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Jesus Salazar has a knack for breaking bikes. He doesn’t mean to break them; it’s just a curse. 

It all started when he was a kid in Mexico City. He didn’t have a bike then, but his neighbor did. All the kids in the neighborhood shared that one bike, Salazar said. Then Salazar broke it.

He didn’t ride a bike again for about 30 years. Then he met Andrea. When he picked her up for a date one night, he noticed her bike.

“That’s a nice bike,” he told her.

“It’s a mountain bike,” she told him.

“I don’t know what a mountain bike is,” he said.

A few days later, Andrea and Salazar went on another date, a mountain biking date. She had borrowed her sister’s bike for Salazar to ride. He broke it — well at least the chain, but not before he fell in love — with mountain biking and with Andrea.

Salazar proposed to Andrea on the Rodney Ridge Trail. On the day of their wedding in November 2010, they went for a mountain bike ride.

Another thing Salazar is known for is his irrepressible smile.

“He’s always upbeat,” said Jim Barnes, owner of Big Sky Cycling and Fitness. “He’s always fun to go biking with.”

Barnes sold Salazar his first bike about four years ago. He also helps to fix the things that Salazar breaks. Salazar recently upgraded to a better bike and he now races for the Big Sky Cycling team.

“When I find something that is challenging for me, I have to figure out that challenge,” Salazar said.

In addition to poring over biking magazines and websites, Salazar grills fellow riders for advice.

“Bikers here in Helena are really friendly,” he said. “They’re always trying to help you.”

On Saturday, Salazar was about 60 miles into a 100-mile mountain bike race — the Butte 100 — when his rear derailleur broke. He stopped smiling. He had also lost his sunglasses and some of his food in earlier tumbles on the trail.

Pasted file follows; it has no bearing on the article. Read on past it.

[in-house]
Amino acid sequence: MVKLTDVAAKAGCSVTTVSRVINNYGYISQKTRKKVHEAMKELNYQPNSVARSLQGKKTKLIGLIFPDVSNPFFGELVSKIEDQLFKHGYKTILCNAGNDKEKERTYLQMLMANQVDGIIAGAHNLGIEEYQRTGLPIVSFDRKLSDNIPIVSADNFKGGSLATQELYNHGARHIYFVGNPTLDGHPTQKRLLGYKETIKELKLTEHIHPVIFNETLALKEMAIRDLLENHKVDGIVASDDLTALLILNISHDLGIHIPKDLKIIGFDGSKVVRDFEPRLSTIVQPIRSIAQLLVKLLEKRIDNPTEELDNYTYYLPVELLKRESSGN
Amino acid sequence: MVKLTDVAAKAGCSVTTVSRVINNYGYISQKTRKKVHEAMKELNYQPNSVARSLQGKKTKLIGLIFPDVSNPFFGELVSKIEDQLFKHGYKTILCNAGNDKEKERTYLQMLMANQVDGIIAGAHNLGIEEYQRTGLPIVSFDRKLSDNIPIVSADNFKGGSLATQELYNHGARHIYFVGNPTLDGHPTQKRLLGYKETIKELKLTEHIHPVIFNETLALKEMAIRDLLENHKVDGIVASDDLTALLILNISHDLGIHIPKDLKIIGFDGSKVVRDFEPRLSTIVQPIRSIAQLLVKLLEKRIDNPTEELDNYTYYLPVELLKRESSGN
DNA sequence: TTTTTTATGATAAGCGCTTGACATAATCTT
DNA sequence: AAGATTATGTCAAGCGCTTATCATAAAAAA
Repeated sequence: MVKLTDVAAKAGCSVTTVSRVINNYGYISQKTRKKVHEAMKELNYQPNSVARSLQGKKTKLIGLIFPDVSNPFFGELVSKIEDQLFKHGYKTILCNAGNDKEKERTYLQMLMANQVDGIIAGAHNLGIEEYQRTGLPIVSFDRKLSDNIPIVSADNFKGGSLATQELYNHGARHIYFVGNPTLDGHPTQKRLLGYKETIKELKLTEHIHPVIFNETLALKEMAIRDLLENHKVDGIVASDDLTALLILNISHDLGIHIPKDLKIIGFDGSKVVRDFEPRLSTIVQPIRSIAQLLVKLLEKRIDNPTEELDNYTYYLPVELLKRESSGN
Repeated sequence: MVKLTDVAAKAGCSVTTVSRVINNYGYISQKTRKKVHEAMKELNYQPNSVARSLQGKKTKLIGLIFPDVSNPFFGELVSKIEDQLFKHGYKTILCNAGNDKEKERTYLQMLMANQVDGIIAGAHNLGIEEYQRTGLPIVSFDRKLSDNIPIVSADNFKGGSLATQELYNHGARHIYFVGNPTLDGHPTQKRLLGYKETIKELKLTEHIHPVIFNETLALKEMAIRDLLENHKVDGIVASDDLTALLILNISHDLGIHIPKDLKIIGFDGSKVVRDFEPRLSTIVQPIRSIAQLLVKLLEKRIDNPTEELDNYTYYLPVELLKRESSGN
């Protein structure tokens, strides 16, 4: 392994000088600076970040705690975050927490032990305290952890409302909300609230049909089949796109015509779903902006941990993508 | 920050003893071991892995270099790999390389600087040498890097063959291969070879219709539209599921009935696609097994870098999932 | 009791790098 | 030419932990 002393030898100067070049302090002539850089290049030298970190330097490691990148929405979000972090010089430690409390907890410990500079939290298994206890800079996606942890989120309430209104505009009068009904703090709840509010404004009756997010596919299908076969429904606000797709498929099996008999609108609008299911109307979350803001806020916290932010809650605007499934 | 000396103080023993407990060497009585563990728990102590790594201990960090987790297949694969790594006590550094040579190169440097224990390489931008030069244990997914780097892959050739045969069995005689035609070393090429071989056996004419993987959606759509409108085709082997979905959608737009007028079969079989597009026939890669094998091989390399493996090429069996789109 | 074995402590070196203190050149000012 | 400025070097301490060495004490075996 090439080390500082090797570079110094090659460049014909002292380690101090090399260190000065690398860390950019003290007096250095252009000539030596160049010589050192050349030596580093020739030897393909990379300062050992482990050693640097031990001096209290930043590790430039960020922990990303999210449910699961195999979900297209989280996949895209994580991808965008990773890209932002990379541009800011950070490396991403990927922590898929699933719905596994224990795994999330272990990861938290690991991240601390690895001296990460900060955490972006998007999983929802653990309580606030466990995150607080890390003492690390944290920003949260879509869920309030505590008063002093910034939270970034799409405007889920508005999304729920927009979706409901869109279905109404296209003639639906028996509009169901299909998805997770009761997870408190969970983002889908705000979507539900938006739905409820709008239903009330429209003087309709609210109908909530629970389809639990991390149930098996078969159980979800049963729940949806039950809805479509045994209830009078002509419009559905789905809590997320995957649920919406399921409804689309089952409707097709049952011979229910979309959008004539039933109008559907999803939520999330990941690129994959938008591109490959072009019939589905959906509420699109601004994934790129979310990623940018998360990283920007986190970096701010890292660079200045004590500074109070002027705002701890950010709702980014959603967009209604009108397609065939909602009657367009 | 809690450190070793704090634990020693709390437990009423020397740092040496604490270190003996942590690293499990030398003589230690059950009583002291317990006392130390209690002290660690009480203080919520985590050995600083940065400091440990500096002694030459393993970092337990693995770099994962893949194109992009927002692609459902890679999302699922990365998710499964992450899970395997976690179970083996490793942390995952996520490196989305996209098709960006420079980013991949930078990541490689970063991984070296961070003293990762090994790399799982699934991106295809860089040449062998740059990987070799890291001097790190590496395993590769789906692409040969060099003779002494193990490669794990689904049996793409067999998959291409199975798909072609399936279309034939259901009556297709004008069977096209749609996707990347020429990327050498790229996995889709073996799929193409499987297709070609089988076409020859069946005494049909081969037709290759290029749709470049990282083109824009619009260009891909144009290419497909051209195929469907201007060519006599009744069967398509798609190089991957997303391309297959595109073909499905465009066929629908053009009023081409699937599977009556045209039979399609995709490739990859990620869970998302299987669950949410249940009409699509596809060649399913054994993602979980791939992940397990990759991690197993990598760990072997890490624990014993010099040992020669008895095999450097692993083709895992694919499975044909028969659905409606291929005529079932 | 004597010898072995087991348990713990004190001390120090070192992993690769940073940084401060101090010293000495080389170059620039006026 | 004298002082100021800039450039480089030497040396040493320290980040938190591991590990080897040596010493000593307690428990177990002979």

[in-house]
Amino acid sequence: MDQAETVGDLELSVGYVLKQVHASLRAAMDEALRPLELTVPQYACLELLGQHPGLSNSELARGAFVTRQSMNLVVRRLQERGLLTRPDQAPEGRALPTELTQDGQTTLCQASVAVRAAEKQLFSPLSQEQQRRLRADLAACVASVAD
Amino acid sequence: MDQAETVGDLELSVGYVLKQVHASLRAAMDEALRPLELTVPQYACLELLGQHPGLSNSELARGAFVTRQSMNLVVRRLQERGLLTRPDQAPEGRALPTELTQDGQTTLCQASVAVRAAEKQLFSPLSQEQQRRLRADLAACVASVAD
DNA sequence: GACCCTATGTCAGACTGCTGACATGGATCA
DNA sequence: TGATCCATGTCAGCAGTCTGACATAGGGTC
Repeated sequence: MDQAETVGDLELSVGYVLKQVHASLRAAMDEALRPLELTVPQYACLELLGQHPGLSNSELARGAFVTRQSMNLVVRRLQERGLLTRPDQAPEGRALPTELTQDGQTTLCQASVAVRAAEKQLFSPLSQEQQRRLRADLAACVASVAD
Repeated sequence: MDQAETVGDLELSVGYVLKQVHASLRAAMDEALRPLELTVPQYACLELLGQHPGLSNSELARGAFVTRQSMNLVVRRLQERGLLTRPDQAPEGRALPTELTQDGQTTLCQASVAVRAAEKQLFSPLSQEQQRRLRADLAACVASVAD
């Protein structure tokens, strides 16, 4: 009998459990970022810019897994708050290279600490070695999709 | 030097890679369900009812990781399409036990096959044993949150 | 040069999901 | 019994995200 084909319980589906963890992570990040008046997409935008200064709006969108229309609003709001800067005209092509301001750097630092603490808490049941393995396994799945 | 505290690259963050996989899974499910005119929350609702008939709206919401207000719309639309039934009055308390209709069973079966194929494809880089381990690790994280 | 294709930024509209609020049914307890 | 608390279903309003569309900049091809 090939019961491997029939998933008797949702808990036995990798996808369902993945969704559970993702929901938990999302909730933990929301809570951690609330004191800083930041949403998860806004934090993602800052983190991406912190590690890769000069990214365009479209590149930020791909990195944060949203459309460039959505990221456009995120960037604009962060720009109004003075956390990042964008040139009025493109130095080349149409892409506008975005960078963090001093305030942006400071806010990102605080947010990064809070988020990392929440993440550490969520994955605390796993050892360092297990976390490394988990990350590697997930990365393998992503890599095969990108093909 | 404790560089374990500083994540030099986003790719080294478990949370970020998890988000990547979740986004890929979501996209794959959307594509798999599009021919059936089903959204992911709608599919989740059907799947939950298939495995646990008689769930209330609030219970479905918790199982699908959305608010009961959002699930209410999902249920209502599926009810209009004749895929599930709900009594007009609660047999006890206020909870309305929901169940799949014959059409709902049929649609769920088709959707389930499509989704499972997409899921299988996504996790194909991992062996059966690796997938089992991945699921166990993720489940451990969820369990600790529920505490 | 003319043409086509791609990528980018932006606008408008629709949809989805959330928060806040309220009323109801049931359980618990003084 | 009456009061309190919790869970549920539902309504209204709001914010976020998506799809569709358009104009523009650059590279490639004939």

As other riders passed him, he’d call out, “Are you a mechanic?”

But while they had sympathy and kind words to spare, no one knew how to help him with his mechanical issue.

He recalled some words of wisdom from fellow Helena rider and Butte 100 competitor, John Doran.

“He told me, ‘Just keep riding your bike,’” Salazar said.

The advice was the same that mountain biking legend and two-time Butte 100 winner, Tinker Juarez, had told Salazar earlier in the day, “Just keep riding your bike, man.”

Salazar got back on his bike and climbed — his granny gear was inoperable. He made it to an aid station at mile 70, where a race volunteer repaired the problem as best as he could.

At the aid station, Salazar saw several other riders who were calling it quits and dropping out of the race. He saw one woman crying.

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“I have to finish this,” he said.

At mile 80, it started raining.

“I thought to myself, ‘Oh, my god, it feels so good.’”

When the rain stopped, Salazar said he saw one of the most beautiful views he’s ever seen — green meadows, rocks glistening with rain drops.

“I am enjoying the last 30 miles,” he said.

Salazar crossed the finish line with a smile on his face. He was 17th in the men’s open competition — with a time of 13 hours, 23 minutes and 3 seconds. Doran had crossed the finish line a couple hours earlier, in fourth place in the men’s open competition with a time of 11 hours, 15 minutes and 55 seconds. Tinker Juarez beat his last year’s time by an hour and came in first in the men’s elite division with a time of 8 hours, 22 minutes and 41 seconds.

“Jesus is such a hard-working and passionate cyclist,” Doran said. “He has improved more than anyone I know over the past few years and he is only going to keep getting better. His enthusiasm for the sport is contagious. The Butte 100 is a brutally tough race, but with his determination, I had no doubt Jesus would finish and finish strong.”

On Tuesday, Salazar had not gotten back on his bike since finishing the race, but he said he felt great. His hands were a little sore — he said he had some trouble buttoning his shirt. He was smiling.

“I grew up in an environment where biking was just for rich people,” he said. “I love riding with bikers who have ridden all their lives; it was an honor to ride with them in the Butte 100.”

Salazar, 39, said he wants to encourage others to take up a challenge.

“You can start with the cheapest bike — a bike that you get from Goodwill — and just try it,” Salazar said. “And just say to yourself, ‘This is what I have. I will do it this way.’”

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